THE island's environmental management agency was last night still trying to determine the source of noxious fumes that resulted in more than 50 persons, some of whom collapsed, being rushed to hospital in Kingston.
The mystery fumes also caused discomfort to many more persons in the vicinity of the Central Sorting Office (CSO) on South Camp Road, plunging the area into chaos for a few hours.
Several businesses in the area were forced to close, classes were suspended at nearby schools, and persons were evacuated from the CSO building as the police restricted traffic movement from East Queen Street to South Camp Road in an effort to protect people from potential harm.
At the same time, firefighters, medical personnel and National Environment and Planning Agency (NEPA) officials tried to find the source of the fumes.
"The report that we received is that at about 10:00 am workers (from the CSO) raised an alarm after several of their colleagues started to complain that they were having difficulty breathing," Post Master General Michael Gentles said as police tried to restore calm and provide quick help for affected individuals.
That, however, did not prevent people from panicking as CSO workers and curious onlookers began to collapse.
"Jesus Christ, what is happening? Somebody tell us what is going on, nuh!" screamed one woman as her colleague fainted.
The woman, who used a handkerchief to cover her nose, was one of several frightened-looking CSO employees seen running around as medical officials rushed several persons to ambulances.
Police at the scene said medical officials made at least six trips to the Kingston Public Hospital (KPH).
"The hospital ambulances were filled with people complaining that they were finding it difficult to breath," one policeman told the Jamaica Observer.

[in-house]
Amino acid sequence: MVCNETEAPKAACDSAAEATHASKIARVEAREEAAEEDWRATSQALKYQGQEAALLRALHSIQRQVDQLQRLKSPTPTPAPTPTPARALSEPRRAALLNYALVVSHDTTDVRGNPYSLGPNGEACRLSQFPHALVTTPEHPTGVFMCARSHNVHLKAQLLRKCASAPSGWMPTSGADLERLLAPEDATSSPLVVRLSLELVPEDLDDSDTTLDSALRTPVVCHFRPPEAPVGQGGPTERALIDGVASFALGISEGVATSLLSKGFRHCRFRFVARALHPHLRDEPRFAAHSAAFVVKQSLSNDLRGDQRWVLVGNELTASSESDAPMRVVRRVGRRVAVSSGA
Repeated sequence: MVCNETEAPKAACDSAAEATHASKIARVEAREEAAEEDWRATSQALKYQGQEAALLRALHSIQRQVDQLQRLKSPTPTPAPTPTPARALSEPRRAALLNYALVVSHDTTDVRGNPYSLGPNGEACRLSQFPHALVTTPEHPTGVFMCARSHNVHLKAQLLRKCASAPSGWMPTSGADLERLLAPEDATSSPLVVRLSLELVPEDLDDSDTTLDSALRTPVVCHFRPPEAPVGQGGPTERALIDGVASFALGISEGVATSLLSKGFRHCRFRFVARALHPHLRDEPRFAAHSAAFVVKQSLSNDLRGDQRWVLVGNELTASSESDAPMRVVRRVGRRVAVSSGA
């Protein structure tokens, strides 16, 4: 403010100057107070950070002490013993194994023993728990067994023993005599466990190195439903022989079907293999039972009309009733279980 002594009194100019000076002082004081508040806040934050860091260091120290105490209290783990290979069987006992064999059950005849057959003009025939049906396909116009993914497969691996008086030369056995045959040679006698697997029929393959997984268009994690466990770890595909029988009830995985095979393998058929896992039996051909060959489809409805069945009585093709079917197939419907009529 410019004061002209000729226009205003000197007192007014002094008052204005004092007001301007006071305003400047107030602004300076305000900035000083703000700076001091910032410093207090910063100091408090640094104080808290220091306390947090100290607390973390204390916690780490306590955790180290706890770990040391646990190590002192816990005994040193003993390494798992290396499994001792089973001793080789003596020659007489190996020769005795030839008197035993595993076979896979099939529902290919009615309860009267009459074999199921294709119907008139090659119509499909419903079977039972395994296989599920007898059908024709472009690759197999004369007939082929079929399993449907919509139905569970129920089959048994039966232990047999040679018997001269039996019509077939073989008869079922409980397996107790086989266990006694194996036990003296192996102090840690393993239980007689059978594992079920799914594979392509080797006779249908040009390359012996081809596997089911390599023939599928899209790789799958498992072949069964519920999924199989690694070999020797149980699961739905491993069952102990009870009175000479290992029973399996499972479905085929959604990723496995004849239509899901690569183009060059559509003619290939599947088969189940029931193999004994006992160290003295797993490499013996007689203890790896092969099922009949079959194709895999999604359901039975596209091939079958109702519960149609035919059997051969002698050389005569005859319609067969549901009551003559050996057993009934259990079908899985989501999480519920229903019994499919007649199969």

That was confirmed by a medical official at the KPH who asked not to be named, as he was not authorised to speak to the media.
He said a large group of persons suffering from dizzy spells and respiratory problems were taken to the hospital.
Yesterday, senior KPH officials declined to give more information on the issue, directing the Observer to the Ministry of Health. However, efforts to get a comment from ministry officials were unsuccessful.
News of the incident also created concern among persons as far as Half-Way-Tree and Cross Roads as they were heard asking if it was safe to venture close to the area.
Several persons also used social media to tell family and friends to stay away from the area which was visited by Energy Minister Phillip Paulwell and his state minister Julian Robinson.
Amidst the chaos, medical personnel appealed to persons to leave the area.
"People, please leave the area, it is not safe," said one medical official who was wearing a dust mask.
The medical personnel soon got assistance from the police, who quickly cordoned off the area .
At about 4:00 pm, NEPA allowed workers limited access to the CSO building, even as the agency said it was unable to determine the source of the fumes.
"I have spoken to the post master general and I have spoken to my team on the ground but they have not been able to ascertain the source of the fumes," said Peter Knight, chief executive officer of NEPA.
Assistant Commissioner of Police for Area Four, George Quallo yesterday said based on information from NEPA the CSO would resume activities today with limited access being allowed to the building.
The police also said schools that suspended classes because of the incident were being asked to assess the situation and make a decision as to the resumption of classes today.